Normally in May, CFK facilitates in-person Career Days with several of our corporate partners. Kids take field trips to different workplaces around the city. Through these types of opportunities that expand their awareness beyond the familiar, kids see what is possible for their unique future and be empowered to make them a reality.
And just because we are quarantined due to the coronavirus pandemic does not mean we are stopping our programing! CFK decided we would still hold a Career Day, but this year, it would be Virtual.
The result was nothing short of fantastic! We had hundreds of kids tune in to each panel. Because the event was virtual, held via Zoom, students from our partner schools, like P.S. 160, Grant Avenue, P.S. 6, and P.S. 329, students from all over NYC, and students all across the country could join us. Panelists first spoke about their careers, then kids could ask their questions live as “spotlighted speakers,” or they could type their questions into the chat box. The chat box was buzzing as kids asked panelists everything on their minds!
Our college panel kicked us off. We had panelists from law school, fashion school, and business school. The most popular question was, “Is college hard?” Our panelists reasoned, yes, college is hard, but it’s so worth it.
Next, we learned from panelists in the Arts and Media. Our panelists ranged from artists, to editors at Essence, to designers at frequent CFK collaborator B Floral. Kids were thrilled to meet artists and learn that careers that don’t seem “practical” are still available to them.
Midway through the day, we received this powerful message from a teacher at P.S. 160:
“The first two sessions have been really good. Good content and presentation!”
With this positive feedback driving us into the afternoon, we moved on to our Entrepreneur/Business panel. One of our panelists worked at CFK corporate partner Deloitte, and our other speakers had all started their own businesses. Kids learned how to navigate changing paths when things didn’t go as planned, and were inspired to be the agents of their own lives.
We finished our day with a STEM panel, where kids heard from healthcare researchers and app developers. We even got to talking old school video games! Kids asked what the hardest part of a job in STEM in is and heard that if you do what you love, the hard work pays off.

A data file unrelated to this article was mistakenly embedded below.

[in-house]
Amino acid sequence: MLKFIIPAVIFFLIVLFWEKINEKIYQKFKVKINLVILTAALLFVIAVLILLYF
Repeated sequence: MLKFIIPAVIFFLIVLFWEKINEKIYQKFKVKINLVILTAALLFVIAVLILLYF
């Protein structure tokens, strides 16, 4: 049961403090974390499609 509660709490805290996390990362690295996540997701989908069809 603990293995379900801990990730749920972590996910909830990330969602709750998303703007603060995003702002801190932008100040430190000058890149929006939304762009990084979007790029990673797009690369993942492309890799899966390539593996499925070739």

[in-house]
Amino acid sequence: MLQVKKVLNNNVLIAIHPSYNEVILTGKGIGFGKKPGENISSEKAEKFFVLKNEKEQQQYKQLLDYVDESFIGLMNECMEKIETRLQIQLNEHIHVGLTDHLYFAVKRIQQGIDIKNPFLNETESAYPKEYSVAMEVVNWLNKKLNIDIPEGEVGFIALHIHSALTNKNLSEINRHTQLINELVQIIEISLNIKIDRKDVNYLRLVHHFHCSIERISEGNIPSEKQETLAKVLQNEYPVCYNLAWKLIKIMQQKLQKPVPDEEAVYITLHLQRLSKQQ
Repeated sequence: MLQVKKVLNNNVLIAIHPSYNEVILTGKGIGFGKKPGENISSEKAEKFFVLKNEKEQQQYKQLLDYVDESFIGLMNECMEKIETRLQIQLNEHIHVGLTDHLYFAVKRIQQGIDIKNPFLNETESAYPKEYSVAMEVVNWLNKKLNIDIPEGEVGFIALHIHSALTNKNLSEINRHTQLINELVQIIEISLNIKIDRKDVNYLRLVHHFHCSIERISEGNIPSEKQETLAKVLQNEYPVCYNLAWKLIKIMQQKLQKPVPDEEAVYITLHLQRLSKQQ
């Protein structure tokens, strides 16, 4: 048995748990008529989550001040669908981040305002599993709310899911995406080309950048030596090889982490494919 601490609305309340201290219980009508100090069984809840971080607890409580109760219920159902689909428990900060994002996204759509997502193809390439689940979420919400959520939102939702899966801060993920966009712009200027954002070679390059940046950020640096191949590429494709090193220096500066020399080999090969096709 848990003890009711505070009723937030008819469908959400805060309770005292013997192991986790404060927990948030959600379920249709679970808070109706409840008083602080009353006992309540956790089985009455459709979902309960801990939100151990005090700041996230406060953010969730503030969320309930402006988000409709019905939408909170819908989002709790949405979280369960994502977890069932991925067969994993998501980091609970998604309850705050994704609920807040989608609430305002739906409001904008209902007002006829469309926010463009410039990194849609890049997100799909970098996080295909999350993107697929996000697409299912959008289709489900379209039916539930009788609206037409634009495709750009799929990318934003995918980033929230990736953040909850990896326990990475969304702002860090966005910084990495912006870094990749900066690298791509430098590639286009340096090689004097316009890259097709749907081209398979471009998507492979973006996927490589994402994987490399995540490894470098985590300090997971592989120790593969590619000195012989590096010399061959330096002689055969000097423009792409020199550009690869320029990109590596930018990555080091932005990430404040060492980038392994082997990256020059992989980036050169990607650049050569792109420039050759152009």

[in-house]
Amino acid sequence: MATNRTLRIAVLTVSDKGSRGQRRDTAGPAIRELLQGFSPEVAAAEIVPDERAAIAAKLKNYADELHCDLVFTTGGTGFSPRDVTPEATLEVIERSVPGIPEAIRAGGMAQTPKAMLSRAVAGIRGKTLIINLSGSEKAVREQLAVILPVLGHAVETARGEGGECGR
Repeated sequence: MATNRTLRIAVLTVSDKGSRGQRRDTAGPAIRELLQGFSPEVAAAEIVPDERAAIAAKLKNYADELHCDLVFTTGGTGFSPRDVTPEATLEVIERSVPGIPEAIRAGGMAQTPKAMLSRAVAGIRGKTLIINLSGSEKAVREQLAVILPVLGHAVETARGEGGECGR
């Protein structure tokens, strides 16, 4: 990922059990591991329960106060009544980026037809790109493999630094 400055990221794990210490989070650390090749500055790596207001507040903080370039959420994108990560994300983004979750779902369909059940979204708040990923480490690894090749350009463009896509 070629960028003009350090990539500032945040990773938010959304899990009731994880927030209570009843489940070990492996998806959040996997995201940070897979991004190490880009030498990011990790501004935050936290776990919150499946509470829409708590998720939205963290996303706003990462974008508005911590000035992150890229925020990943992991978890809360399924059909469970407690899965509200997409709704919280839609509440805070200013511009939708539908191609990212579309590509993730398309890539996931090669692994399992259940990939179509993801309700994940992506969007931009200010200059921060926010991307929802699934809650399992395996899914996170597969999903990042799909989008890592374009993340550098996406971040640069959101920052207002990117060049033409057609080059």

We are appreciative of all of our panelists who spent the day opening the minds of kids in our communities. When things can seem hopeless for a kid, whether that is from the larger circumstances of our world, or from smaller situations they find themselves in, having exposure to something different, something beyond them, can motivate them to boldly pursue their dreams. I’m excited for the art, research, apps, businesses, and who knows what else, the kids who joined us will create!
Principal Hicks of P.S. 160 sent us flying into the weekend with this note:
“I just wanted to express my sincerest thanks and appreciation for helping us bring Career Day to PS 160Q. It was an amazing day and you have helped spread the CFK joy into the homes of my students & teachers… Rest easy this weekend knowing that the work you are doing is meaningful, intentional, and powerful.”
Tristan wowed the crowd at our recent talent show, CFK’s Got Talent with not only his math skills, but his dancing, and his basketball moves! Tristan sat down with CFK for a quick chat.
Age: 9 years old
School: Neighborhood Charter School of Harlem
Talents: Math, Dancing, and Basketball
CFK: What’s your favorite subject in school?
CFK: How did you learn your many talents?
Tristan: My Dad taught me basketball. I learned math from my Mom. Ever since I started school she would help me by asking me math problems at home.
CFK: What do you love about math?
Tristan: I like math because it is challenging. You can work hard to solve a problem and you will find the right answer.
CFK: What about dancing? What do you love about that?
Tristan: I love dancing because it is great exercise. I love learning new dances.
CFK: What was your favorite part of CFK’s Got Talent?
Tristan: My favorite part is when I was dribbling the basketball and everyone was impressed.